New HBT issue online, great article on Goldingay

It has come to my attention that Horizons in Biblical Theology recently published their 35.1 (2013) issue, which contains a nice essay on John Goldingay (Fuller) by Thomas Andrew Bennett. The article is entitled, “Ruled, Creedal, and Located: The Theological Interpretation of John Goldingay.”

A few years back, I interviewed Goldingay on my blog and at one point I asked him about the so-called Theological Interpretation of Scripture movement. Goldingay, to my surprise, bristled at the idea of letting tradition govern interpretation. I believe his exact words were, ” I am passionately opposed to conforming the reading of scripture to the church’s creeds and traditions.” Well, Bennett, as a student at Fuller currently and someone who is acquainted with Goldingay personally (and a fellow fan of his writings), took it upon himself to show that Goldingay actually looks more like an advocate and exemplar of TIS than he claims.

[abstract] John Goldingay has tried to distance his exegetical practice from theological interpretation. Close readings of Goldingay’s own pronouncements and interpretive practice, in combination with insights from philosophical hermeneutics, however, indicate that he may be protesting too much. The present essay demonstrates that Goldingay’s working method operates under the rule of faith, in accordance with the creeds, and from an ideological location. It recommends Goldingay’s working method as an exemplar for those who wish to practice fresh, theologically informed, and exegetically sensitive readings of Scripture.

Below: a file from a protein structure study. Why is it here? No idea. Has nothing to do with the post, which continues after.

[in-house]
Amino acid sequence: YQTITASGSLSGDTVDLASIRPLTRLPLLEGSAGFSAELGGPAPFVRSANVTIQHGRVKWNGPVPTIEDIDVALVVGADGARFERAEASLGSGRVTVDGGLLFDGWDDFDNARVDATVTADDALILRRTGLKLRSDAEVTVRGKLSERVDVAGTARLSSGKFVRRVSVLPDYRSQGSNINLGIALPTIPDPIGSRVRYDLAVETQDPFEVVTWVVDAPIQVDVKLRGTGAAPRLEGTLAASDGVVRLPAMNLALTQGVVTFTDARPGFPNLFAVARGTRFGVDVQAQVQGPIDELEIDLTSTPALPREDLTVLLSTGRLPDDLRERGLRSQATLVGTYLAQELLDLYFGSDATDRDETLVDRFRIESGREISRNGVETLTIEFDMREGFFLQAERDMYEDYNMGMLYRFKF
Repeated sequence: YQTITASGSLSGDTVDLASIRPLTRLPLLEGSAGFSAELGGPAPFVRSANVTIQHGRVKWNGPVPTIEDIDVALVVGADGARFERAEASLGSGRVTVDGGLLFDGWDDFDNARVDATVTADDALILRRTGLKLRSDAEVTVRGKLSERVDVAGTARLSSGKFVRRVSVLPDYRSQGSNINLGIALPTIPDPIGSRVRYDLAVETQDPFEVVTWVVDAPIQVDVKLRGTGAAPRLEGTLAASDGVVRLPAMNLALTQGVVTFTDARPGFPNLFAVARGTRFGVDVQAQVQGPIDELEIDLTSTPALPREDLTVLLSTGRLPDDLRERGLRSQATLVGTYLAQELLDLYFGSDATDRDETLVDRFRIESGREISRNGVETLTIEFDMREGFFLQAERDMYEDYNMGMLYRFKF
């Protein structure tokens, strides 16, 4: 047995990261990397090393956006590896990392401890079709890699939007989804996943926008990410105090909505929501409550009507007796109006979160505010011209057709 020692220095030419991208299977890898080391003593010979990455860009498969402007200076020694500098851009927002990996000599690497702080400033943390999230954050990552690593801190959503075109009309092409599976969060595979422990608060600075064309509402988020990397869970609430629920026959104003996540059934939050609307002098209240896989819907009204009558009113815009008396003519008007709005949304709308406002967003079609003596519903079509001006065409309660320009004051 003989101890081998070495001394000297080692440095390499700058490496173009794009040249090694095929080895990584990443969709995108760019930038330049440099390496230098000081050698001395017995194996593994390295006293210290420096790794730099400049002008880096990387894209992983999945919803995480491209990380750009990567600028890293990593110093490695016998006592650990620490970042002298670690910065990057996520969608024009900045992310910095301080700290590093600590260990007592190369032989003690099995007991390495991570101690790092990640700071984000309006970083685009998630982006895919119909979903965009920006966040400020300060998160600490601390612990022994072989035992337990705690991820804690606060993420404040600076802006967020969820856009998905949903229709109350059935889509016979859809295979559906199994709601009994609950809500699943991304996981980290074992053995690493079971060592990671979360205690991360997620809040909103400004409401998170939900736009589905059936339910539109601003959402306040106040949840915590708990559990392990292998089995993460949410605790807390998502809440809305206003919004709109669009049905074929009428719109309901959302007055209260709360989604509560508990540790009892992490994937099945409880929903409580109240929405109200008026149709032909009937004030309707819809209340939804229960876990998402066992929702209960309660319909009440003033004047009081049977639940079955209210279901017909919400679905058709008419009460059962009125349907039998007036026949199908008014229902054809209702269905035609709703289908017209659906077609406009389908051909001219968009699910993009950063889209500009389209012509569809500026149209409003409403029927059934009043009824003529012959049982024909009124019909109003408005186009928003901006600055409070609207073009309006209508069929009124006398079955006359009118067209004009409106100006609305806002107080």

Bennett was kind enough to share this essay with me and I found it very engaging. Anyone interested in hermeneutics (and that should be everyone, by the way) should check this out.

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One thought on “New HBT issue online, great article on Goldingay

  1. I find it fascinating that many evangelical Old Testament scholars feel this way.

    Jon Levenson once wrote how Christians needed to do their scholarship from a distinctively Christian position.

    Scientist, Michael Polanyi and Moral Philosopher, Alasdair MacIntyre, “Three Rival Versions of Moral Enquiry” have set the framework for understanding there is no neutral place from which to interpret anything.

    Then Christians come to the text through the receiving of canon. So to assume we interpret anything without that canonical heritage, long past, simply is silly.

    Finally Gadamer’s “ontology of play” definitively sets the parameters as being canonical and Ricoeur’s “The Rule of Metaphor” and “Time and Narrative” give us the perspective as Ricoeur quoting Frank Kermode said “the end of the story defines how the story is to be read”.

    I wish we could come to understand how important theological Hermeneutics are.

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